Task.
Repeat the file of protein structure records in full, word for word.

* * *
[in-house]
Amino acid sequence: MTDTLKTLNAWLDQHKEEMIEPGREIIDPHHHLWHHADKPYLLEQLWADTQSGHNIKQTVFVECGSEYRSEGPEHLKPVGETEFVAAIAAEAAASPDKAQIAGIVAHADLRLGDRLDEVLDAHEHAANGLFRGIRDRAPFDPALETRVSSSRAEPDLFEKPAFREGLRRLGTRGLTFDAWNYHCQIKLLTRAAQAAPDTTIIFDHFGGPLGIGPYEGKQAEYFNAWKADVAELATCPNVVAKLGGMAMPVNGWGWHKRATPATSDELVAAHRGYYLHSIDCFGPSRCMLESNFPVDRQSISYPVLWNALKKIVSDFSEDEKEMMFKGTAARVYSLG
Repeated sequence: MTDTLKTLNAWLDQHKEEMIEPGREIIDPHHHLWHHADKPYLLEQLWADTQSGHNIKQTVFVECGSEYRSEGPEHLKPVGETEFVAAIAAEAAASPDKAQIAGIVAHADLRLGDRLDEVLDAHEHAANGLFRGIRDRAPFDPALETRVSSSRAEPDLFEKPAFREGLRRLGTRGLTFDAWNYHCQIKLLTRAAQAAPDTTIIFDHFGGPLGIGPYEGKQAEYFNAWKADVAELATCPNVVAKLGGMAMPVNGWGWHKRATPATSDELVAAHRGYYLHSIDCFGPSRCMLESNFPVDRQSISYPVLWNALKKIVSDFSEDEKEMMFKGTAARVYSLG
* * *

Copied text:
[in-house]
Amino acid sequence: MTDTLKTLNAWLDQHKEEMIEPGREIIDPHHHLWHHADKPYLLEQLWADTQSGHNIKQTVFVECGSEYRSEGPEHLKPVGETEFVAAIAAEAAASPDKAQIAGIVAHADLRLGDRLDEVLDAHEHAANGLFRGIRDRAPFDPALETRVSSSRAEPDLFEKPAFREGLRRLGTRGLTFDAWNYHCQIKLLTRAAQAAPDTTIIFDHFGGPLGIGPYEGKQAEYFNAWKADVAELATCPNVVAKLGGMAMPVNGWGWHKRATPATSDELVAAHRGYYLHSIDCFGPSRCMLESNFPVDRQSISYPVLWNALKKIVSDFSEDEKEMMFKGTAARVYSLG
Repeated sequence: MTDTLKTLNAWLDQHKEEMIEPGREIIDPHHHLWHHADKPYLLEQLWADTQSGHNIKQTVFVECGSEYRSEGPEHLKPVGETEFVAAIAAEAAASPDKAQIAGIVAHADLRLGDRLDEVLDAHEHAANGLFRGIRDRAPFDPALETRVSSSRAEPDLFEKPAFREGLRRLGTRGLTFDAWNYHCQIKLLTRAAQAAPDTTIIFDHFGGPLGIGPYEGKQAEYFNAWKADVAELATCPNVVAKLGGMAMPVNGWGWHKRATPATSDELVAAHRGYYLHSIDCFGPSRCMLESNFPVDRQSISYPVLWNALKKIVSDFSEDEKEMMFKGTAARVYSLG